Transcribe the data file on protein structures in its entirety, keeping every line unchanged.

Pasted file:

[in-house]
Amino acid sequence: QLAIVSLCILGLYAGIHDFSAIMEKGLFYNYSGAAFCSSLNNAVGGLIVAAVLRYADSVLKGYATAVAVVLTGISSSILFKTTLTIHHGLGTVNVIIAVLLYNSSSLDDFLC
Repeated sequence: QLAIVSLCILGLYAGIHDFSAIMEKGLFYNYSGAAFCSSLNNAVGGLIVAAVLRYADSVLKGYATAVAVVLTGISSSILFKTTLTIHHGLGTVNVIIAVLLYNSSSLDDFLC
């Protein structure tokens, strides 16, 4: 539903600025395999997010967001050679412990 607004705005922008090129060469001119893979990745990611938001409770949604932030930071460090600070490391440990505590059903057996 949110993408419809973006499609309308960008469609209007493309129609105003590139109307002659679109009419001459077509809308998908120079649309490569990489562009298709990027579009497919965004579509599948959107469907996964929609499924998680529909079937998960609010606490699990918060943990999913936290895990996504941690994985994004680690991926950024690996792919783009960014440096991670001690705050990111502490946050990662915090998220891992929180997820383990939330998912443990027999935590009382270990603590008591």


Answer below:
[in-house]
Amino acid sequence: QLAIVSLCILGLYAGIHDFSAIMEKGLFYNYSGAAFCSSLNNAVGGLIVAAVLRYADSVLKGYATAVAVVLTGISSSILFKTTLTIHHGLGTVNVIIAVLLYNSSSLDDFLC
Repeated sequence: QLAIVSLCILGLYAGIHDFSAIMEKGLFYNYSGAAFCSSLNNAVGGLIVAAVLRYADSVLKGYATAVAVVLTGISSSILFKTTLTIHHGLGTVNVIIAVLLYNSSSLDDFLC
């Protein structure tokens, strides 16, 4: 539903600025395999997010967001050679412990 607004705005922008090129060469001119893979990745990611938001409770949604932030930071460090600070490391440990505590059903057996 949110993408419809973006499609309308960008469609209007493309129609105003590139109307002659679109009419001459077509809308998908120079649309490569990489562009298709990027579009497919965004579509599948959107469907996964929609499924998680529909079937998960609010606490699990918060943990999913936290895990996504941690994985994004680690991926950024690996792919783009960014440096991670001690705050990111502490946050990662915090998220891992929180997820383990939330998912443990027999935590009382270990603590008591």